FOR MORE than a decade, democracy has been in retreat around the world. Democratic governments, having wrongly assumed that the crumbling of the Soviet bloc inevitably would lead to a new era of freedom, have not marshaled much of a response. But this week President Obama sounded something like the beginning of a counterattack. If he acts on the vows he articulated in two speeches in New York and in a presidential memorandum, the United States could begin to shift the momentum.

“Oppressive governments are sharing ‘worst practices’ to weaken civil society,” Mr. Obama said in remarks addressed to democratic activists around the world. “We’re going to help you share the ‘best practices’ to stay strong and vibrant.” It is significant that the president recognized that dictators are banding together to promote autocracy and checkmate democracy. It could be even more significant if, having recognized the altered landscape, Mr. Obama really invigorates democracy promotion as a key plank of U.S. foreign policy.

In talks to the Clinton Global Initiative on Tuesday and the U.N. General Assembly on Wednesday, Mr. Obama mentioned democracy sparingly, preferring to talk about civil society. But he left no doubt about his meaning when he pledged “to stand with the courageous citizens and brave civil society groups who are working for equality and opportunity and justice and human dignity all over the world.” He saluted democracy activists, including in nations whose governments in the past he has been loath to offend — Ahmed Maher in Egypt, for example, and Liu Xiaobo and Ilham Tohti in China.

Mr. Obama ordered administration officials, “including those that do not traditionally work with civil society,” to make the defense of such freedom fighters a priority. The government should engage with civil society in other countries, even when local laws discourage it, he directed. Officials “shall oppose, through appropriate means, efforts by foreign governments that restrict the freedoms of expression, peaceful assembly, and association,” he said.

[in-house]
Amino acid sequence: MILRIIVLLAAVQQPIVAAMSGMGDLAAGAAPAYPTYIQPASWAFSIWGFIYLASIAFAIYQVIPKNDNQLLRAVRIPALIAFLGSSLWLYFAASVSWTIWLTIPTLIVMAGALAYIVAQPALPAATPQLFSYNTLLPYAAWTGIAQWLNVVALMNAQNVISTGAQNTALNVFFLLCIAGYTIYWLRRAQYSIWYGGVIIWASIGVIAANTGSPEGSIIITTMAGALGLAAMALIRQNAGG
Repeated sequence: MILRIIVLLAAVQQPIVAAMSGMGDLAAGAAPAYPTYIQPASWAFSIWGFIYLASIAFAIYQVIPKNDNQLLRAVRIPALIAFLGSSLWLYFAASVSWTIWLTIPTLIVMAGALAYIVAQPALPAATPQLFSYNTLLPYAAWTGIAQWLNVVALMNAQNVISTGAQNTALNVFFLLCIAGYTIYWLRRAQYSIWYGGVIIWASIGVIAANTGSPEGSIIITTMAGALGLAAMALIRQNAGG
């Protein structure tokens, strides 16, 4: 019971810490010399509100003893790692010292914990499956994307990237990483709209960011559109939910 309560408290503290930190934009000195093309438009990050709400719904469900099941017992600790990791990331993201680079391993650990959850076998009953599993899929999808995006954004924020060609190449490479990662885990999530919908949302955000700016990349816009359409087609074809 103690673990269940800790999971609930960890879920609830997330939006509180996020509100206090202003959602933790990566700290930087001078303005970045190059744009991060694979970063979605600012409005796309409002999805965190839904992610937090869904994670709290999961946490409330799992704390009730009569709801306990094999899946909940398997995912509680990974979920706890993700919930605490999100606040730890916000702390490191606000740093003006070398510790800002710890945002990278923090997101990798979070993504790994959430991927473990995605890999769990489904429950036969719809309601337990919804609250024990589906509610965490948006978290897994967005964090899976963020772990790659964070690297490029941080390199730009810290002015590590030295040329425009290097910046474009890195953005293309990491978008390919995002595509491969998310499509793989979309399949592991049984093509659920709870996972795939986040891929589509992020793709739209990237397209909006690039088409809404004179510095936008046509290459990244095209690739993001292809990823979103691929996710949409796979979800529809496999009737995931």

The specifics matter, but more important will be the follow-through. Mr. Obama has not been consistent on this subject. In May 2011, when the Arab Spring was in flower, he proclaimed “a new chapter in American diplomacy. . . . [A]fter decades of accepting the world as it is in the region, we have a chance to pursue the world as it should be. . . . It will be the policy of the United States to promote reform across the region, and to support transitions to democracy.” By September 2013 — in his U.N. speech just one year ago — Mr. Obama had explicitly struck democracy promotion from the nation’s “core interests” — as opposed, for example, to the “free flow of energy” from the Middle East. His policies have been more in keeping with the latter speech: As China, Russia, Egypt, Venezuela and other countries have become increasingly repressive, Mr. Obama has behaved as though their internal developments were hardly relevant to bilateral relations.

Now, as he is forced to confront an aggressive Russia and a rampaging Islamic State, he may be remembering that the United States and its allies cannot defeat Islamist fundamentalism or Russian neo-fascism without a more hopeful ideology of their own. “We are heirs to a proud legacy of freedom, and we are prepared to do what is necessary to secure that legacy for generations to come,” Mr. Obama pledged Wednesday. That would be a sound foundation for a reinvigorated, and more successful, foreign policy over the coming 28 months. The president could begin to act on his resolution when he meets with Egypt’s dictator — and Mr. Maher’s jailkeeper — on Thursday.